Before beginning our day, I had searched out a little cafe that was open for breakfast, lunch, and dinner, only when we arrived there was a sign on the door that said “closed.” When rolling into town the night before through Rapid City, an Arby’s had closed early, another Arby’s was out of several items including all sides and fries, and the local Safeway didn’t have a single box of Kleenex on their shelves. So we drove around the block in Keystone and found a restaurant that printed out new menus each day because they only offered about 50% of their usual menu since supplies were limited and varied from day to day. The nice man told us this was happening with most restaurants there, which is why some of them closed early. Whereas most places seem to have staffing issues, this little town seemed to be struggling with getting enough supplies in. I quickly learned that for the rest of the road trip I would need to call first, rather than assuming the hours listed on websites were accurate.

The town itself was hopping with tourists, Mount Rushmore seemed fairly busy, Crazy Horse had a special tour going on, and helicopter rides were buzzing above us. With the exception of lack of supplies and a small percentage of people wearing masks, it almost felt pre-Covid.

Our next stop was one I was very excited about – Yellowstone in Wyoming! No one in my family had been there, and I’m a nature and animal girl through and through, so this was a big highlight of the trip for me. Fortunately, dad has a senior citizen lifetime national park pass, which only cost him $10, that gives us free access to all national parks. I highly recommend all senior citizens getting one of these if you plan to explore national parks from year to year, because most of the parks would have charged us anywhere from $20 – $40 to enter. However, I just looked it up and of course they have now increased the rate from $10 to $80 for the lifetime pass. That said, if you plan to hit more than a few parks in your lifetime, it’s well worth it. You can also get an annual senior pass for $20, rather than a lifetime pass.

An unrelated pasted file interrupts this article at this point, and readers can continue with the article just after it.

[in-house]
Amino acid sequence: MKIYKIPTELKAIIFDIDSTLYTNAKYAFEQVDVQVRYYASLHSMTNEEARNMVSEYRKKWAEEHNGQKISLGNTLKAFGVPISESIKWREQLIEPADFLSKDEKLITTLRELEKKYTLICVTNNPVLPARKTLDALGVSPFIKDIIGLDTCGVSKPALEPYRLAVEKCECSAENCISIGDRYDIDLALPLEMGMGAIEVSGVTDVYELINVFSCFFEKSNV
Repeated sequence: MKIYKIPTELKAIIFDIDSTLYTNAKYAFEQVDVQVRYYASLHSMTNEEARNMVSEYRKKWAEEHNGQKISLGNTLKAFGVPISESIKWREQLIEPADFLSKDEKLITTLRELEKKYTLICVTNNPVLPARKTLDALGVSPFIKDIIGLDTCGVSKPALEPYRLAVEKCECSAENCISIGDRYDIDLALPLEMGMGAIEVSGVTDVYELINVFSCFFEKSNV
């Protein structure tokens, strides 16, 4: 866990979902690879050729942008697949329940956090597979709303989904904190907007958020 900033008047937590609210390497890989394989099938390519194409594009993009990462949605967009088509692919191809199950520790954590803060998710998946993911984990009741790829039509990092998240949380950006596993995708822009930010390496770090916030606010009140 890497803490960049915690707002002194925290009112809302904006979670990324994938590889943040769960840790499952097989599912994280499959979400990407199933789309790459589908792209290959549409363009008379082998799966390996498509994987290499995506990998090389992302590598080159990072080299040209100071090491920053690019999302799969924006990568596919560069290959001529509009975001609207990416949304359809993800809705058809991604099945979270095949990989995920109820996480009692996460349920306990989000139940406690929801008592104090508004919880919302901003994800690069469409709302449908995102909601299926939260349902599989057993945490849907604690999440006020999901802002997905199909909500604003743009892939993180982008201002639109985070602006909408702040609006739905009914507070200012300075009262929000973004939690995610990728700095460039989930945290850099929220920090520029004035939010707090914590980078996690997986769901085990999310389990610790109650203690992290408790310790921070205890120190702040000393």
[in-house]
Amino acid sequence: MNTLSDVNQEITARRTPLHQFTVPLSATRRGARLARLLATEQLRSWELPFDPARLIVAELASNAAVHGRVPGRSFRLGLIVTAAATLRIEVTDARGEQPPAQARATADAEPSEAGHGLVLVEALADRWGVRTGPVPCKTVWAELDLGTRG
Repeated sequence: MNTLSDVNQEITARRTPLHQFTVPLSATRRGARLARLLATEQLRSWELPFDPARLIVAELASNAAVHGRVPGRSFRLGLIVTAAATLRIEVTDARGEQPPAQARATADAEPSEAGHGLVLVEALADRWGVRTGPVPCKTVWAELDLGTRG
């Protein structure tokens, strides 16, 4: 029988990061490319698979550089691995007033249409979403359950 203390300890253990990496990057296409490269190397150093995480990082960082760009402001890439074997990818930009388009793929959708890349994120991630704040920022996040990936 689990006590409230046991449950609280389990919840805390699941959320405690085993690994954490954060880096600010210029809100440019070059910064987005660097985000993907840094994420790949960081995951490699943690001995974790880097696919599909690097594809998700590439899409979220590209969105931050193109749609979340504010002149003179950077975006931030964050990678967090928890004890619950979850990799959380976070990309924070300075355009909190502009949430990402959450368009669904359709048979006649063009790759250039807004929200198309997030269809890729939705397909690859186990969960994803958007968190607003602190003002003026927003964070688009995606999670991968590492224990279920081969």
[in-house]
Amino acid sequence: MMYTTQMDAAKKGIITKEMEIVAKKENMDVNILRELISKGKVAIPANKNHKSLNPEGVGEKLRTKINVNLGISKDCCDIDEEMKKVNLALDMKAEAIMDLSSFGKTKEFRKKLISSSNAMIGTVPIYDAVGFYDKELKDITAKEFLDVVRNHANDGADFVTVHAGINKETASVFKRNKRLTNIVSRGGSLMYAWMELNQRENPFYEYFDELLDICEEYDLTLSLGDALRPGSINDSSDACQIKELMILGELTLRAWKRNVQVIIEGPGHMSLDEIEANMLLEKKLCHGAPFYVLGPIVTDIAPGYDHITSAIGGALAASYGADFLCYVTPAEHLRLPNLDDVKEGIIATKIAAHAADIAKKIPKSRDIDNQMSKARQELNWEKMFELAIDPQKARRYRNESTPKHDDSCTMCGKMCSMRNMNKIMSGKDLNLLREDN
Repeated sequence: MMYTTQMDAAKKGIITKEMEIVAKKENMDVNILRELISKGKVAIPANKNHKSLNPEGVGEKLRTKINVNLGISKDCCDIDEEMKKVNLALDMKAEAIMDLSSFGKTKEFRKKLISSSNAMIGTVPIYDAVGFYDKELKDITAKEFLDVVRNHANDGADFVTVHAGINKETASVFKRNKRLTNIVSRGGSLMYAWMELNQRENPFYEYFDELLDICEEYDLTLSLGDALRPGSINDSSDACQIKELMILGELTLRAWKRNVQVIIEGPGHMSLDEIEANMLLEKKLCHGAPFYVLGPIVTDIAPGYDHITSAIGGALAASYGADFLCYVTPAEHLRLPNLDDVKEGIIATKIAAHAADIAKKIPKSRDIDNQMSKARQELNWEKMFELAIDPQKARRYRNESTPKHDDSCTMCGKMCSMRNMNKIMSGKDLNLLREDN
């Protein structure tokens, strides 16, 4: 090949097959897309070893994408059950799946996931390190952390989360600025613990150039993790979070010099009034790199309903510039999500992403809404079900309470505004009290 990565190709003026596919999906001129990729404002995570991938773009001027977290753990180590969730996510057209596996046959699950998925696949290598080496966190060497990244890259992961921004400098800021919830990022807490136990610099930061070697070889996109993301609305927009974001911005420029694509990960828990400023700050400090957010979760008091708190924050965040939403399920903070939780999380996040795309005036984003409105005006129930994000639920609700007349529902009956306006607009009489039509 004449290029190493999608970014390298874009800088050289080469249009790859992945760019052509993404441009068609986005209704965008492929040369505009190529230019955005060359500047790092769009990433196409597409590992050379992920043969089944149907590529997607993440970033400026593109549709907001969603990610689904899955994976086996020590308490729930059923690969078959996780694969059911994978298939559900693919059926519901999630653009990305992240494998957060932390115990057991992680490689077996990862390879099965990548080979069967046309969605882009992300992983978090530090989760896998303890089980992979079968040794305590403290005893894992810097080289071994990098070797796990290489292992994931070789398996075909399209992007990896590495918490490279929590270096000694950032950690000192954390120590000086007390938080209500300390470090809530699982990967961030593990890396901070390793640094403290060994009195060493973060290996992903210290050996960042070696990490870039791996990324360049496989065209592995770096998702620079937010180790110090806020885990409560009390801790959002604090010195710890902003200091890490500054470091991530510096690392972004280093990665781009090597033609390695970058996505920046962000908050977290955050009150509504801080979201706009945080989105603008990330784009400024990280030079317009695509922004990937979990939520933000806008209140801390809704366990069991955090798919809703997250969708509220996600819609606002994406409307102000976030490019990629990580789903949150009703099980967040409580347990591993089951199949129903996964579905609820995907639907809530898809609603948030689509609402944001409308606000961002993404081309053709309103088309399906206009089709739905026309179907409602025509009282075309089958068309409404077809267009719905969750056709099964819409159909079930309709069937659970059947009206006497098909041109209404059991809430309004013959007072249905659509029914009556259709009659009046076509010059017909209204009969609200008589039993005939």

The journey between South Dakota and Yellowstone was magnificent! I couldn’t take my eyes off the rolling hills, farms, creeks and rivers, and the mountains we nestled into to sleep for the night. As you all can imagine, I didn’t take a single nap or sleep a wink in the RV because I was too intrigued with observing everything. We rented a couple little cabins in a sweet spot just 2 miles from the eastern entrance. They have a great restaurant/bar, and when we arrived around 9pm, people were all bustled up to the bar enjoying themselves, mask-free. The bartender told us to watch for bear cubs because four had been spotted just before we arrived. Just hearing him say those words made me smile.